But yes, like you said, as a genre Jazz is more known than Prog Rock.

Agreed with respect to Floyd but there are still only a handful of prog rock bands enjoying that kind of popularity and most from that handful are from the 70s. Also, the snob appeal that jazz enjoys gives it a huge advantage when it comes to assimilation.  
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Post Options Post Options   Thanks (0) Thanks(0)   Quote idlero Quote  Post ReplyReply Direct Link To This Post Posted: 30 Apr 2011 at 12:43pm
What is obvious for others is not so obvious for me, most prog lovers I know from my friends stay away from jazz.
If we take away from the equation the smooth jazz and the vocal jazz(that a lot of people non jazz listeneres have tried it at least once and would listen to Norah Jones and alikes) jazz would be still leading in numbers because it is around since so many years, but the figures will probably drop seriously
What about the 70's when prog was at the peak?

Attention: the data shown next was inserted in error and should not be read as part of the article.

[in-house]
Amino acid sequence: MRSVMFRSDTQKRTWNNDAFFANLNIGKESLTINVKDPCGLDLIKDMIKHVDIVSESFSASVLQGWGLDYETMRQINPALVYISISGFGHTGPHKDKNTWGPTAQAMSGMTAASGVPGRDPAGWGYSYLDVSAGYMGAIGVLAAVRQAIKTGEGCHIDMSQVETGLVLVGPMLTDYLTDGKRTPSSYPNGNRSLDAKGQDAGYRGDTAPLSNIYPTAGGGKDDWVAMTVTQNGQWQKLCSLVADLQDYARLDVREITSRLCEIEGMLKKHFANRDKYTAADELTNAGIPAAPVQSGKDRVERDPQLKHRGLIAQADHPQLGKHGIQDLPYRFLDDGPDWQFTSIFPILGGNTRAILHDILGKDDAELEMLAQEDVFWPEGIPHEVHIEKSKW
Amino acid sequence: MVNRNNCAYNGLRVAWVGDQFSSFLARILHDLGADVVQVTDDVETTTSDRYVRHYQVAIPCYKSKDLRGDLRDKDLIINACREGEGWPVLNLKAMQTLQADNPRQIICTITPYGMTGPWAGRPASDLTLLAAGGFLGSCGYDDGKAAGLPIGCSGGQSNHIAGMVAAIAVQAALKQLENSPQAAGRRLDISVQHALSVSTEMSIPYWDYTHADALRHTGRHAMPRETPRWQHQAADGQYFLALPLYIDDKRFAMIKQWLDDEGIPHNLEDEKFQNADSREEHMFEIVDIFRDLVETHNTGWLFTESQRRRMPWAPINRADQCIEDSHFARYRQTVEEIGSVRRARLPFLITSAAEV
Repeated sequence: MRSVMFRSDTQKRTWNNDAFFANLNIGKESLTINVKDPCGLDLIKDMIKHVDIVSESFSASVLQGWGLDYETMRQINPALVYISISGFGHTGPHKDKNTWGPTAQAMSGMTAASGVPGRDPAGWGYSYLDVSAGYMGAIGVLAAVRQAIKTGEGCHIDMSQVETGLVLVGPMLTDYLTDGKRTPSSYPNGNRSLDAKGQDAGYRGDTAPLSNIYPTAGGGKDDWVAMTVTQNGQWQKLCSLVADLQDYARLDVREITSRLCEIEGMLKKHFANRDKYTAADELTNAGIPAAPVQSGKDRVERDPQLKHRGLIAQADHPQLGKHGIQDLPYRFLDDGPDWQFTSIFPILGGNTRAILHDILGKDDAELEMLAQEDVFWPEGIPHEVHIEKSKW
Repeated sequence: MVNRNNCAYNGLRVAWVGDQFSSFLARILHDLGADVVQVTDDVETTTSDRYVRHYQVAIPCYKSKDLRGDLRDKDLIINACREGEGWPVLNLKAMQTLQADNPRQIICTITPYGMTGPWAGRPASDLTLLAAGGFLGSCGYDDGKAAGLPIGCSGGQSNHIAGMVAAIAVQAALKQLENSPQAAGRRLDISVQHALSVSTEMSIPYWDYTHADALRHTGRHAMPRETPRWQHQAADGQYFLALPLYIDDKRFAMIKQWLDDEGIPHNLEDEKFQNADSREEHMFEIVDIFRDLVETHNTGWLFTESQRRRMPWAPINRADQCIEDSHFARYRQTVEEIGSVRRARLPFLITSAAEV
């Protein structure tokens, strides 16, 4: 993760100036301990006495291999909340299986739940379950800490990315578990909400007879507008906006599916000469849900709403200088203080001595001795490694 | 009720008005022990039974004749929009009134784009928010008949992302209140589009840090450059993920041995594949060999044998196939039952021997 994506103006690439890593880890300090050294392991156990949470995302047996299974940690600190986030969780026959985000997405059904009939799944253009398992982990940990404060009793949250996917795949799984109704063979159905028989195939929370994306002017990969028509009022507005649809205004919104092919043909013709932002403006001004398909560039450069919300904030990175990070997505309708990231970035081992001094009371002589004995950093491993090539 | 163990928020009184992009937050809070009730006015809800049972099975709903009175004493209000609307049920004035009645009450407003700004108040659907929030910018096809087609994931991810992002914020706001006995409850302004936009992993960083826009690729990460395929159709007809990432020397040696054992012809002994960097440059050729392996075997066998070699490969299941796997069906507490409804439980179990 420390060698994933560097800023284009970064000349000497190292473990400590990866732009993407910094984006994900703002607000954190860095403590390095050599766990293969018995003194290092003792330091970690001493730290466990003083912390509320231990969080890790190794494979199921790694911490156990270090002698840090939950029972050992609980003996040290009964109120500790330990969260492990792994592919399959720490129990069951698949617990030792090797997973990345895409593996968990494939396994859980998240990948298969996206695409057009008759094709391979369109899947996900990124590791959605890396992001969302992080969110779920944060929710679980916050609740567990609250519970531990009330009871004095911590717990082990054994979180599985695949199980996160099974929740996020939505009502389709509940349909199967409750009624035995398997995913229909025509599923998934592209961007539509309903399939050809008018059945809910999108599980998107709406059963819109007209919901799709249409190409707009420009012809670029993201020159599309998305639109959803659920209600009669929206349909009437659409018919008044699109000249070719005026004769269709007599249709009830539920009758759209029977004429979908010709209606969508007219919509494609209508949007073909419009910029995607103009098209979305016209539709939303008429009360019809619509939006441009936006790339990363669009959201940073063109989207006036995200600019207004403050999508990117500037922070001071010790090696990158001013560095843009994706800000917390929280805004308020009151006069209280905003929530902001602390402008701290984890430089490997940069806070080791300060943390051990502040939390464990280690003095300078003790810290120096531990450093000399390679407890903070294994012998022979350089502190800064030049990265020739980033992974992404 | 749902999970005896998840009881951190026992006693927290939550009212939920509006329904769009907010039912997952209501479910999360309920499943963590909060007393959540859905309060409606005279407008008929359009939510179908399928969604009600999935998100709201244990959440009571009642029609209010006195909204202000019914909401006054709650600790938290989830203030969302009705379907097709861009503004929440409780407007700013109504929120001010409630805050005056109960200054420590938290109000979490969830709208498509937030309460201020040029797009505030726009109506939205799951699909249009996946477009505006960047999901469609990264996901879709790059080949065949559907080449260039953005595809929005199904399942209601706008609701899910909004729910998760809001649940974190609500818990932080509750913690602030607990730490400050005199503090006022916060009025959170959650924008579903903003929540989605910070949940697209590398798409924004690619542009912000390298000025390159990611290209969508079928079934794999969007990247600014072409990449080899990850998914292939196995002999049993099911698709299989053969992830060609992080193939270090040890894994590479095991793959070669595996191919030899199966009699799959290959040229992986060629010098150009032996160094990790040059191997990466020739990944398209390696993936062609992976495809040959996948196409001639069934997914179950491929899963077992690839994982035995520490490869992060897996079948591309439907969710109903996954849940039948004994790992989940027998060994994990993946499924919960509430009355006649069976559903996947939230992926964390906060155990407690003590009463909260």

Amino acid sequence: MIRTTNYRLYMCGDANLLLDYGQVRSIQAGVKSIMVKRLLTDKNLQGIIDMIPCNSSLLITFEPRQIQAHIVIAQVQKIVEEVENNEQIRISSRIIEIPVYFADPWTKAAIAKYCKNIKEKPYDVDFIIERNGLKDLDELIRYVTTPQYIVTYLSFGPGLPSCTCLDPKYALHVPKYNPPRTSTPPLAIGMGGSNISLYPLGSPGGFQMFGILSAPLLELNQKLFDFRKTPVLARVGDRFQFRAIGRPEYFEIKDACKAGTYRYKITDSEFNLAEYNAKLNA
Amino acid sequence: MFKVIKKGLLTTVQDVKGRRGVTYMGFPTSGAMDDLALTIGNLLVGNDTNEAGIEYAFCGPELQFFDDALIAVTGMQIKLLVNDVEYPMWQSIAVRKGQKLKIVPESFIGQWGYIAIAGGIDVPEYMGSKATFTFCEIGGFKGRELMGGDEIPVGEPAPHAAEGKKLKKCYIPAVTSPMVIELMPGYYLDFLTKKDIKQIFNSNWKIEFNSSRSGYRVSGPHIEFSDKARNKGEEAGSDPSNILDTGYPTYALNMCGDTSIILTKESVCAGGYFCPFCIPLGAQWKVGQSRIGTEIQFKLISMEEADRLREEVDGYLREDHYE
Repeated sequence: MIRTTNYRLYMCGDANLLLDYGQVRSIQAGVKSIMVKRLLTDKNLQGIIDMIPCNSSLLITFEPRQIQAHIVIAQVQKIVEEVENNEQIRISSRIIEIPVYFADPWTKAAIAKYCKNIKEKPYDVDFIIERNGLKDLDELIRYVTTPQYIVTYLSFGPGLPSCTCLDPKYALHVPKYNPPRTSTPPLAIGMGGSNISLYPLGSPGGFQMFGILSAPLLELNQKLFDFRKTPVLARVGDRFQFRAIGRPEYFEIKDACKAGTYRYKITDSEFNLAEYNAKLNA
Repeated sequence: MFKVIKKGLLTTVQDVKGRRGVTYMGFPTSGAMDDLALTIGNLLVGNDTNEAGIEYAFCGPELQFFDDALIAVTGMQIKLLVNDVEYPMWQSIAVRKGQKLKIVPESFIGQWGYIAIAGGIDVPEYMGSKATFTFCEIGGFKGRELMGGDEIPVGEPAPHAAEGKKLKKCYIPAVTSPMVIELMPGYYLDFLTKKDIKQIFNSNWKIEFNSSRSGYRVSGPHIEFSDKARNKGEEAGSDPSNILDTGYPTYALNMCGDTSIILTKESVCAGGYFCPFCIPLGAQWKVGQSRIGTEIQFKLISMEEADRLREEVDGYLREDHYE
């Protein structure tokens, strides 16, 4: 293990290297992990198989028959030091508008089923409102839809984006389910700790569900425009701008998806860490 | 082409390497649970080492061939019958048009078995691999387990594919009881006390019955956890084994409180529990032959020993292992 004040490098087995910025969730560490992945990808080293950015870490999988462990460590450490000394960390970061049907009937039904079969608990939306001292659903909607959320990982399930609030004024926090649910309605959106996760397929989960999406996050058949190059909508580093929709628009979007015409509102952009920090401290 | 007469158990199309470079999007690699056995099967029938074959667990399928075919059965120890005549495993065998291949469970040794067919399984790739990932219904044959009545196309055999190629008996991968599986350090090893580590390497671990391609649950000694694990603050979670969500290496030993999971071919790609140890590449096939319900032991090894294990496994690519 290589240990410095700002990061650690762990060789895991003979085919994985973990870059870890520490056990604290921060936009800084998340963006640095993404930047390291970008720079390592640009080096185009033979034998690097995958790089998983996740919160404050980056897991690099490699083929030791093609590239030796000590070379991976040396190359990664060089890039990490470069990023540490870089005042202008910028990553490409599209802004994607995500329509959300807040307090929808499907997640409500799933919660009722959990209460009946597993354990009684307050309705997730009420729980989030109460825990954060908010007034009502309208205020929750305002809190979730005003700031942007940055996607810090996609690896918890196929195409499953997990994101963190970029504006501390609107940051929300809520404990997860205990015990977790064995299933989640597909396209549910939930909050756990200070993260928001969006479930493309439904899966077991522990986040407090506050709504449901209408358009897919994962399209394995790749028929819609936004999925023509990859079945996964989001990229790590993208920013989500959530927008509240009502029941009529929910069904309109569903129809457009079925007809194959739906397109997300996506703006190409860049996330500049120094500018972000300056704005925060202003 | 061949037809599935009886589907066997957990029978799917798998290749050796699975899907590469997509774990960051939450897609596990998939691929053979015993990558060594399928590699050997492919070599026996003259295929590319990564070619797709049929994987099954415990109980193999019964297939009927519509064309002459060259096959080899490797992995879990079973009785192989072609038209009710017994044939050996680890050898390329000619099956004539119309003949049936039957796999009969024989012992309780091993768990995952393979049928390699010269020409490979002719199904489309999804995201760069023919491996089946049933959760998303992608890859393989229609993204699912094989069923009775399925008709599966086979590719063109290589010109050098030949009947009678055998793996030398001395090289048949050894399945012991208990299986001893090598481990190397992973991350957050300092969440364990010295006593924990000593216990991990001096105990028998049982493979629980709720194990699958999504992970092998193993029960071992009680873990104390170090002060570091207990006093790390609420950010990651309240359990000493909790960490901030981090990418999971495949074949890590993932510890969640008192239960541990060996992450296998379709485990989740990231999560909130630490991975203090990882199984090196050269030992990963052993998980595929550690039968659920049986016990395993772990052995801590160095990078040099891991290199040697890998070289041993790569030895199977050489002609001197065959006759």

If I'm not mistaken, some of the best jazz artists can only dream to fill stadiums or reach the selling figures of the bestselling prog albums

I think the problem with a lot of the fusion music is that it's extremely predictable, it's a rock rhythm and the solos all play the same stuff and they play it over and over again ...
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Post Options Post Options   Thanks (0) Thanks(0)   Quote Abraxas Quote  Post ReplyReply Direct Link To This Post Posted: 30 Apr 2011 at 12:47pm
Originally posted by idlero idlero wrote:

What is obvious for others is not so obvious for me, most prog lovers I know from my friends stay away from jazz.
If we take away from the equation the smooth jazz and the vocal jazz(that a lot of people non jazz listeneres have tried it at least once and would listen to Norah Jones and alikes) jazz would be still leading in numbers because it is around since so many years, but the figures will probably drop seriously
What about the 70's when prog was at the peak?
If I'm not mistaken, some of the best jazz artists can only dream to fill stadiums or reach the selling figures of the bestselling prog albums